Tag Archive: Canadian Rockies


Backlit Bear

Backlit griz version 4 WMA grizzly bear steps out of the shadows in the Canadian Rockies.

Great grey owls are the tallest owls in North America, and yet they weigh about half as much as snowy or great horned owls. They are in essence giant fluff balls and need to always be on the lookout for potential predators. I found this great grey owl on a recent trip through the Rockies. Surprisingly, it was out hunting during the middle of the day, when many of its potential predators were out and about. It was on high alert for large raptors and when it spotted a circling red-tailed hawk, it immediately went into defensive mode. It locked its eyes on the hawk, fluffed itself up and tried to appear as intimidating as possible.

GGO high alert WMDeciding that the intimidation factor wasn’t having the desired results, it made a quick retreat!

GGO launching into flight WM

Heading to the ground allowed the owl to both hide under the bushes and provided camouflage. Any attack from the hawk would allow the owl to roll over on its back and use its talons to fend off the raptor. If you’ve ever come across an injured owl or hawk on the ground, you’ve probably experienced this same strategy first hand.

GGO on ground WMAfter several minutes the hawk soared over to another meadow and the owl relaxed. With the coast clear, it flew off low to the ground.

GGO flight exit WMThis process was repeated a few more times, but with the spring rodent supply being so plentiful the easy prey must have outweighed the hassle of putting up with the pesky hawk.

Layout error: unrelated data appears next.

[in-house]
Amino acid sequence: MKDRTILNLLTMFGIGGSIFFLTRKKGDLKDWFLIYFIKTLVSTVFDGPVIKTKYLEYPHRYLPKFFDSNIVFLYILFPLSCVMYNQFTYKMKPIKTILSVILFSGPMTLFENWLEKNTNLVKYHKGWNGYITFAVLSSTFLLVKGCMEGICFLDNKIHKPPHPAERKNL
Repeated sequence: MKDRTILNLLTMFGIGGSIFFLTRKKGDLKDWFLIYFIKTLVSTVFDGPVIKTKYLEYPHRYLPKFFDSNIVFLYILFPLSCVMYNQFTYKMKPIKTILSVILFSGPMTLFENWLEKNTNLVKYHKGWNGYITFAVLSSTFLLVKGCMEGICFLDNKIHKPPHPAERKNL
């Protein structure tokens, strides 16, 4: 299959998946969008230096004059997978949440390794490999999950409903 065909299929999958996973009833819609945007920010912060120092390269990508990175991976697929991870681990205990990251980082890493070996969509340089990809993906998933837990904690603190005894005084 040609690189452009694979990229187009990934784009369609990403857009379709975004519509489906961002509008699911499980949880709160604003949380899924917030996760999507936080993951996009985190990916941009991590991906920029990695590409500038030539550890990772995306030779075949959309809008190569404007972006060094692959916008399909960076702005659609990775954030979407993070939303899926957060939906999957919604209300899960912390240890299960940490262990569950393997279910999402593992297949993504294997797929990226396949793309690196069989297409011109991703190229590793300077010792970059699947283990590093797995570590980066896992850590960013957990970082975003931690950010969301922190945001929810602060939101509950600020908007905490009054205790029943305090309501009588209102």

For those familiar with the Bow Valley Pack of wolves in Banff National Park, it has been a very unusual winter. At this time of year with luck, persistence and knowledge of wolf movements, it’s not uncommon to come across the pack of wolves that frequents the Bow Valley.

BVWPEach winter they travel throughout their territory between Banff and Kootenay National Parks. This winter the pack appears to have splintered with what appears to be only a few juveniles remaining. No concrete information on what has happened to the breeding adults (known locally as ‘Faith’ and ‘Spirit’) has surfaced, but with no sightings of them over the past several months the most likely explanation is that they are no longer alive. Both were getting up in age with each estimated to be around 9 and 11 years old.

FaithIn Spirit’s case, his canine teeth were worn down almost to the jaw line and after most hunts it was not uncommon to see him and Faith limping around for several days or weeks. Only three wolf pups were born in 2014, down from their usual number of 6, which was another indication that their time as the resident pack in the Bow Valley was coming to an end.

SpiritIf indeed they are no longer alive, it will take a while before a new wolf pack moves in and gets established. Time will tell, but for the moment it seems the wolves of the Bow Valley are in a state of flux.

Sunshine

Wild Pup

Wolf pup black 2014

Wild wolf sightings are always thrilling, but seeing and photographing wolf pups takes it to a whole new level. Finding them is the first challenge. Getting any decent photos is the next. I positioned myself next to a small clearing and silently waited, hoping one of them would come out into the clearing. Luck was on my side that day and I managed to get a few decent photos of this little black pup, no more than 3 months old before it trotted off to join its siblings as they explored their surroundings.

Curious Lynx

Lynx slink WM ss

One more photo from the amazing, wild lynx encounter! Which lynx photo do you prefer?

Wolf black, snow muzzle wm Powerful, intense, resilient and beautiful.¬†To me the wolf symbolizes nature and wilderness as it’s meant to be.

I took this photo on one of my recent trips into the Canadian Rockies!

Feel free to share and/or comment  and as always, please click on the image for the full size!

Cheers,

Owen